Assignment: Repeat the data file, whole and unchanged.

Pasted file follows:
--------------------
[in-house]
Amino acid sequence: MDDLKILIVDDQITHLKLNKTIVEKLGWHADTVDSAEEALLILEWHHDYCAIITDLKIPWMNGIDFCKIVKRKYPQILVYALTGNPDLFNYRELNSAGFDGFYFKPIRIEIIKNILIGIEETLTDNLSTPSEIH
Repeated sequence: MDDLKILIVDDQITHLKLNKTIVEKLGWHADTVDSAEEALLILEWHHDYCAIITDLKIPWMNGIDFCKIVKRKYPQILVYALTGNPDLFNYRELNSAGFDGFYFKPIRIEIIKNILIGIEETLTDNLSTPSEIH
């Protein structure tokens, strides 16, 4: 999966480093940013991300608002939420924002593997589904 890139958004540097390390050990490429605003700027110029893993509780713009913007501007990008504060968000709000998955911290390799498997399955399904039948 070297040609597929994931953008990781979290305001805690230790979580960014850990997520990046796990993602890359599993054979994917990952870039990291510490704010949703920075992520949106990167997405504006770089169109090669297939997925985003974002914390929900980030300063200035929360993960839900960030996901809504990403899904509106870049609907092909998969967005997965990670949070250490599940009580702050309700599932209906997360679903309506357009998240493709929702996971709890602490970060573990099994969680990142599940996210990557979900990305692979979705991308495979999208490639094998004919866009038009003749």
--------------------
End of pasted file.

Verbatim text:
[in-house]
Amino acid sequence: MDDLKILIVDDQITHLKLNKTIVEKLGWHADTVDSAEEALLILEWHHDYCAIITDLKIPWMNGIDFCKIVKRKYPQILVYALTGNPDLFNYRELNSAGFDGFYFKPIRIEIIKNILIGIEETLTDNLSTPSEIH
Repeated sequence: MDDLKILIVDDQITHLKLNKTIVEKLGWHADTVDSAEEALLILEWHHDYCAIITDLKIPWMNGIDFCKIVKRKYPQILVYALTGNPDLFNYRELNSAGFDGFYFKPIRIEIIKNILIGIEETLTDNLSTPSEIH
């Protein structure tokens, strides 16, 4: 999966480093940013991300608002939420924002593997589904 890139958004540097390390050990490429605003700027110029893993509780713009913007501007990008504060968000709000998955911290390799498997399955399904039948 070297040609597929994931953008990781979290305001805690230790979580960014850990997520990046796990993602890359599993054979994917990952870039990291510490704010949703920075992520949106990167997405504006770089169109090669297939997925985003974002914390929900980030300063200035929360993960839900960030996901809504990403899904509106870049609907092909998969967005997965990670949070250490599940009580702050309700599932209906997360679903309506357009998240493709929702996971709890602490970060573990099994969680990142599940996210990557979900990305692979979705991308495979999208490639094998004919866009038009003749």